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Mattes matter.

Old 08-21-00, 12:39 AM
  #1  
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My RPTV is pretty old (4-5 years), but I didn't want to be tempted be folks who just ordered a mondo Mits (73"!).

So, a while back I decided to go a cheaper route ($8), I've created some mattes to block out the black areas from letterboxed movies. I finally took some photos of the mattes in action.

You can see the results here on my updated HT page.

Just thought I'd share.

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Old 08-22-00, 07:34 PM
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It looks very cozy.

Now that you've gone to the trouble to matte the black bars, why not mask everything? There must be some flat black material that could be velcroed over all of the equipment and the white walls to really mimic a movie theater. Some sonically transparent material over the speakers as well. You would want to cut the material into manageable strips or sizes, as you may need to get at the stuff from time to time, but you might better appreciate how the original "Alien" scared the crap out of me in 1979. All of that black became an extension of the movie.
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Old 08-23-00, 03:25 AM
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I agree with Patman. IMHO, the mattes make a huge difference for those of us who have to deal with the black bars. It is a very cheap ht improvement and I highly recommend trying it!

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Old 08-23-00, 10:40 PM
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This is an excellent cheap upgrade for anyone with a similar television to consider. The bars I made back in January of this year are very similar to yours although I made them with .25" plywood that I then painted black (maybe I wasn't looking in the right place but it didn't seem like I was going to find a big enough piece of sturdy cardboard for my 60" set). I used the same fastening method.

I originally created my bars, because my TV is a 4x3 progressive scan; when I put it into 16x9 mode to watch anamorphic discs, it displays a grey signal on the remaining screen area (top and bottom) to protect the screen from burn-in, and while better for the TV this is almost unwatchable for me. Anyway these bars eliminated that. Takes about five seconds to put them on. But from then on I've used them on any widescreen movie - the black is really black and makes viewing so much more enjoyable.
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Old 08-24-00, 03:03 PM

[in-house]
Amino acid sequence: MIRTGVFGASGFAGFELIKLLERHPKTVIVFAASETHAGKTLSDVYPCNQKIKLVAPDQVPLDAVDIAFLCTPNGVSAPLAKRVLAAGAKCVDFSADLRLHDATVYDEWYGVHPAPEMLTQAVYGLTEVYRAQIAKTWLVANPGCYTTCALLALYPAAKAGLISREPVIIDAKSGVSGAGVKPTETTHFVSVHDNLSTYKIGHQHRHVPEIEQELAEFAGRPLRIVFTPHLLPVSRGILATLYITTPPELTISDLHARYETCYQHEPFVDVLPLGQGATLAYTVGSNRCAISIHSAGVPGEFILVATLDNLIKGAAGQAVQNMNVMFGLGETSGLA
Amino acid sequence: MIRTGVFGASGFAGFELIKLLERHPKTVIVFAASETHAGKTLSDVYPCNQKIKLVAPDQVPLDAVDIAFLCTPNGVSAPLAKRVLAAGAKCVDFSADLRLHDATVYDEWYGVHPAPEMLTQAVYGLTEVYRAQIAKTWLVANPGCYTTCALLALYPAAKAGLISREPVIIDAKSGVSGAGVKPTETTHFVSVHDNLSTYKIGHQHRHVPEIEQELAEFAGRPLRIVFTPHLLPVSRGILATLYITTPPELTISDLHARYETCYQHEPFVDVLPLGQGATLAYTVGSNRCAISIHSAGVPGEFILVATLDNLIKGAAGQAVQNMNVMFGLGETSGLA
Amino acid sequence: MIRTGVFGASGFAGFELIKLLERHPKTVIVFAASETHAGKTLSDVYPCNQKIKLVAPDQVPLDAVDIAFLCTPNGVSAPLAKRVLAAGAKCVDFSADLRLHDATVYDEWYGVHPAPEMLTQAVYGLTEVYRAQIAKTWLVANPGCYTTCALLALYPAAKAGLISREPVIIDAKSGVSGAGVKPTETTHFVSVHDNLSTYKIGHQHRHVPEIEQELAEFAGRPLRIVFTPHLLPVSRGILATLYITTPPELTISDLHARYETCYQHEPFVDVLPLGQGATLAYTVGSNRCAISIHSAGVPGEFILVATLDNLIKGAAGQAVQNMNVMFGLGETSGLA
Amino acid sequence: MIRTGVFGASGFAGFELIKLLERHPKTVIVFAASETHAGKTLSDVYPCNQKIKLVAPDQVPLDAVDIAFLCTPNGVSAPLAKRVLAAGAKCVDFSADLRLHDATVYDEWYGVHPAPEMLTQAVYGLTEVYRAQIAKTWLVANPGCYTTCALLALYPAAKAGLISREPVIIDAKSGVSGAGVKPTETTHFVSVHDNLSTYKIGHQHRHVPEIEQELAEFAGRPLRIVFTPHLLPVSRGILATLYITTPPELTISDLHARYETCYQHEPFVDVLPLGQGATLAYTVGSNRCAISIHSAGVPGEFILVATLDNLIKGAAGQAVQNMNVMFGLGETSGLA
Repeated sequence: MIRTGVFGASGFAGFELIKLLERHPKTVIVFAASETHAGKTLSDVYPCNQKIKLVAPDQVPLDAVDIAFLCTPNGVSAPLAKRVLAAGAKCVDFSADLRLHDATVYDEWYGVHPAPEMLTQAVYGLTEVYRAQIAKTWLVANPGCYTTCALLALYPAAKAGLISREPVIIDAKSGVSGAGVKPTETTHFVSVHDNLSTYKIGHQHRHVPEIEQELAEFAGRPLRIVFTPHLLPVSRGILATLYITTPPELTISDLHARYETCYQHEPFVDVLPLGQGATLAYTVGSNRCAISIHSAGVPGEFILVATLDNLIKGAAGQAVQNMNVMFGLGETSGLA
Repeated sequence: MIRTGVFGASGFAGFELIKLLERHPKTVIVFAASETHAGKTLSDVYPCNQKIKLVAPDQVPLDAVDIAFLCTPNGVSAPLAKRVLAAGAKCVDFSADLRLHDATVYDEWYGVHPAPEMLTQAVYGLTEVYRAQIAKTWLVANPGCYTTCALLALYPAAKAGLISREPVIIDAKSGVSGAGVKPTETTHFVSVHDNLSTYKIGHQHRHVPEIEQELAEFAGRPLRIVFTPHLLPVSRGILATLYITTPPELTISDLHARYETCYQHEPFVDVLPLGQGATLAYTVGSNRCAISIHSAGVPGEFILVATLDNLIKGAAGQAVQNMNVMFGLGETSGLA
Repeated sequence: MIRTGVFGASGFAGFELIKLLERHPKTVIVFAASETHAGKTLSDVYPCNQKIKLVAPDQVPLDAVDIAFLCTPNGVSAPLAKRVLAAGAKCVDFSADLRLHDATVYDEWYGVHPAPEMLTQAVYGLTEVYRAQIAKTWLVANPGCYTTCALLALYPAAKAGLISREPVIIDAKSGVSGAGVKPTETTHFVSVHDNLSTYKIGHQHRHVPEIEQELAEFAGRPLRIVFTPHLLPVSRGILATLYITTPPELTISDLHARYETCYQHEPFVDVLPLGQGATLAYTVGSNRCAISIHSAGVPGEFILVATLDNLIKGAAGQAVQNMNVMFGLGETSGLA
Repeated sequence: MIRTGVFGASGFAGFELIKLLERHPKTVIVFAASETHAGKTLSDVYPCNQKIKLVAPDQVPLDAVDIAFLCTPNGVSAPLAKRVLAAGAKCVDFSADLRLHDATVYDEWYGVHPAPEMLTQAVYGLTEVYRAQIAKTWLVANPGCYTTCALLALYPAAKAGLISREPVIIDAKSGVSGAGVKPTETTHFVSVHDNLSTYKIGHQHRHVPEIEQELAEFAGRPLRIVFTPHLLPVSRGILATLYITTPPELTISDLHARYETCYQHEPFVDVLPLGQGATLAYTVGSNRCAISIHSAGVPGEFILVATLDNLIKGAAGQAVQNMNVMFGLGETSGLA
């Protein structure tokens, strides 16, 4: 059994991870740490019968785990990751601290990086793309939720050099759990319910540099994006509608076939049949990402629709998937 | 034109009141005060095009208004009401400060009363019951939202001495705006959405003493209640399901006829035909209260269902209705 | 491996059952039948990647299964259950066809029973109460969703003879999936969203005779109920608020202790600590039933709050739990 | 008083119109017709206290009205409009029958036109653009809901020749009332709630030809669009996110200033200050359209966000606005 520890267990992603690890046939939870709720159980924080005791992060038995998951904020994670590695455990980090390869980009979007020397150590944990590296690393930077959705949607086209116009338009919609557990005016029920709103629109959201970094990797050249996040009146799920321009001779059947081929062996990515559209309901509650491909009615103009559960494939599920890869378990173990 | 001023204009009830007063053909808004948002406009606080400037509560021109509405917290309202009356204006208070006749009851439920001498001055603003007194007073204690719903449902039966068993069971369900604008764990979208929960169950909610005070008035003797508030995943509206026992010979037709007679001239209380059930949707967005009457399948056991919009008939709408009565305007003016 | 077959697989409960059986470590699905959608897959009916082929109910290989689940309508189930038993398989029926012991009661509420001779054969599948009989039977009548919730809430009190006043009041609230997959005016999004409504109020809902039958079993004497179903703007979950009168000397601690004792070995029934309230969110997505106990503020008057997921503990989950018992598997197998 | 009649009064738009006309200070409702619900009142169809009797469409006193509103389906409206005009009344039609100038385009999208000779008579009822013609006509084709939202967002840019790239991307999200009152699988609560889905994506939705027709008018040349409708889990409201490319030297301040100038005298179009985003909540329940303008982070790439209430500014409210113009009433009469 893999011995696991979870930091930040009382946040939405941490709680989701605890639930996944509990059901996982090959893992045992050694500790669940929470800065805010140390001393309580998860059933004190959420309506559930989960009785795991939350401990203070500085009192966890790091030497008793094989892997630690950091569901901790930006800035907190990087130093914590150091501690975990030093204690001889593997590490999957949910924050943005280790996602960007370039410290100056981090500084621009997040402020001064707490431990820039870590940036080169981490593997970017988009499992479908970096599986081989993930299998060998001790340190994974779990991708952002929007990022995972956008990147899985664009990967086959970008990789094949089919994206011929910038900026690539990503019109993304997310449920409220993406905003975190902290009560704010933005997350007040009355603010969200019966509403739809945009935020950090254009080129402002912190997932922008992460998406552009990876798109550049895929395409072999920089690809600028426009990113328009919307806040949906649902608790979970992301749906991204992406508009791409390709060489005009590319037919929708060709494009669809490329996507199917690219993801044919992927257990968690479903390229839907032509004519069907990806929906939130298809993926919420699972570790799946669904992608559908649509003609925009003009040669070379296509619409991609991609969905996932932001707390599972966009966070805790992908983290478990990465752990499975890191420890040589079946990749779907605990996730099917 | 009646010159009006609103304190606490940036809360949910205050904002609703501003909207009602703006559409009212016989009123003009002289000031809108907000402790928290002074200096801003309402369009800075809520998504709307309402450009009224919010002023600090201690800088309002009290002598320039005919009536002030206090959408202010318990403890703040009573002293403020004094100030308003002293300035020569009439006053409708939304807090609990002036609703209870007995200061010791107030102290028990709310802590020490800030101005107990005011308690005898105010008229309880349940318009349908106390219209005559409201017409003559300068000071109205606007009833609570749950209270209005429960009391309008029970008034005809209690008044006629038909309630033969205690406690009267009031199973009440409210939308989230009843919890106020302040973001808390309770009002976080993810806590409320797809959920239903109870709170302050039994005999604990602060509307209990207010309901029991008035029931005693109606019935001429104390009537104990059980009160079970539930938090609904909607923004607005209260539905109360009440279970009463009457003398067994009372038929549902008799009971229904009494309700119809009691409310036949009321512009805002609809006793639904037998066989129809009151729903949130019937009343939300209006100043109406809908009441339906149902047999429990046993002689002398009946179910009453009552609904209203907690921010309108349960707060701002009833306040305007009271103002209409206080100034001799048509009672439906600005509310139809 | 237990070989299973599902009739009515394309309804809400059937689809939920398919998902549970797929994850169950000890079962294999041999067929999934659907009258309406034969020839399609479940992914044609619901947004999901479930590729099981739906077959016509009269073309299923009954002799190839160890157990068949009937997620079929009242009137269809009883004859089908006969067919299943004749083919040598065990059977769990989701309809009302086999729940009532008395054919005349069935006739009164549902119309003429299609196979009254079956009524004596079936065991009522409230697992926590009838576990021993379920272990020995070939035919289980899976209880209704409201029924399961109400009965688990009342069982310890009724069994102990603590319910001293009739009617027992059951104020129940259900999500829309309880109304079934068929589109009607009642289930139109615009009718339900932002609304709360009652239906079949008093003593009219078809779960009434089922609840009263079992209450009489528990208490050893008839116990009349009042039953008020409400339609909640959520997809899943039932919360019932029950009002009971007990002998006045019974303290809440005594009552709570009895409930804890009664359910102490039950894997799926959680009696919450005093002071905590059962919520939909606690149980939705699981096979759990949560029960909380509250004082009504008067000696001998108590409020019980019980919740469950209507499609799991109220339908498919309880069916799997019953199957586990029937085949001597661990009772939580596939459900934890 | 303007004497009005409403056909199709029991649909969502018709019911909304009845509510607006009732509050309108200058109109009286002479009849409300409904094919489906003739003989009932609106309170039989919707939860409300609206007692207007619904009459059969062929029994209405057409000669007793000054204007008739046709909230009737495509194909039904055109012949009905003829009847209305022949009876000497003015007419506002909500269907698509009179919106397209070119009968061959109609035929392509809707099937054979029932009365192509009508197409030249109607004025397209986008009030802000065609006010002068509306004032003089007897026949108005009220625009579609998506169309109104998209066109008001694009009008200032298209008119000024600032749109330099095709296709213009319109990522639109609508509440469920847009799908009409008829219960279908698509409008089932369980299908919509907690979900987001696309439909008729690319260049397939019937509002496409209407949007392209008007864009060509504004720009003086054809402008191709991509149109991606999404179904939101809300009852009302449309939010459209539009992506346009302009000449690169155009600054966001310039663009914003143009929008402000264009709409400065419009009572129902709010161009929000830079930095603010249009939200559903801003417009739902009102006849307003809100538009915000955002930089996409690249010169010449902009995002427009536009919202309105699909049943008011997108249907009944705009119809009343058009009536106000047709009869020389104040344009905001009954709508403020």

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I don't get it. Wolfchild is covering up grey bars, so that makes some sense. But if you're just covering up black bars with black cardboard, what's the difference? And if you're watching a 2:35:1 movie, there's still going to be bars. Did you make bars for every ratio? I've got a Toshiba 65" HDTV, so I don't have to worry about the bars (except for movies smaller than 1:85:1), but I would think the black from the screen would be darker & more pleasing than the cardboard. Is it just that you don't like letterboxing?
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Old 08-24-00, 03:23 PM
  #6  
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quote:
Originally posted by El Kabong:
I don't get it. Wolfchild is covering up grey bars, so that makes some sense. But if you're just covering up black bars with black cardboard, what's the difference? And if you're watching a 2:35:1 movie, there's still going to be bars. Did you make bars for every ratio? I've got a Toshiba 65" HDTV, so I don't have to worry about the bars (except for movies smaller than 1:85:1), but I would think the black from the screen would be darker & more pleasing than the cardboard. Is it just that you don't like letterboxing?


For 4:3 RPTVs, mattes makes a difference. For 16x9 TVs, mattes probably won't make a difference, but you're in the minority of RPTV owners, so you wouldn't benefit from mattes, but don't shortchange the benefits for the 4:3 RPTV owners.

For most 4:3 RPTVs, the black in the bars aren't truly black (light bleeds through), and does affect viewing quality. With the mattes in place, you get a nice solid box of video with no bleed through of light.


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Old 08-24-00, 04:30 PM
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Patman is right El Kabong. I do this now even when I'm not watching an enhanced disc. I know I could probably adjust my DVD player's black output level to be even darker but that really just increases the the risk of possible burn-in, as at least the regular black from the player just isn't all that dark. The mattes (if made right) are unnoticeable even in daylight hours and make viewing much much more enjoyable. There really is a big difference.

I only made my mattes for 1.85:1; I could make another set for 2.35:1 but I'm lazy and really, the very thin black bars on those movies don't bother me that much. You're right though there probably wouldn't be that much need on a 16x9 set to do this unless you just had to have the bars on a 2.35:1 eliminated.
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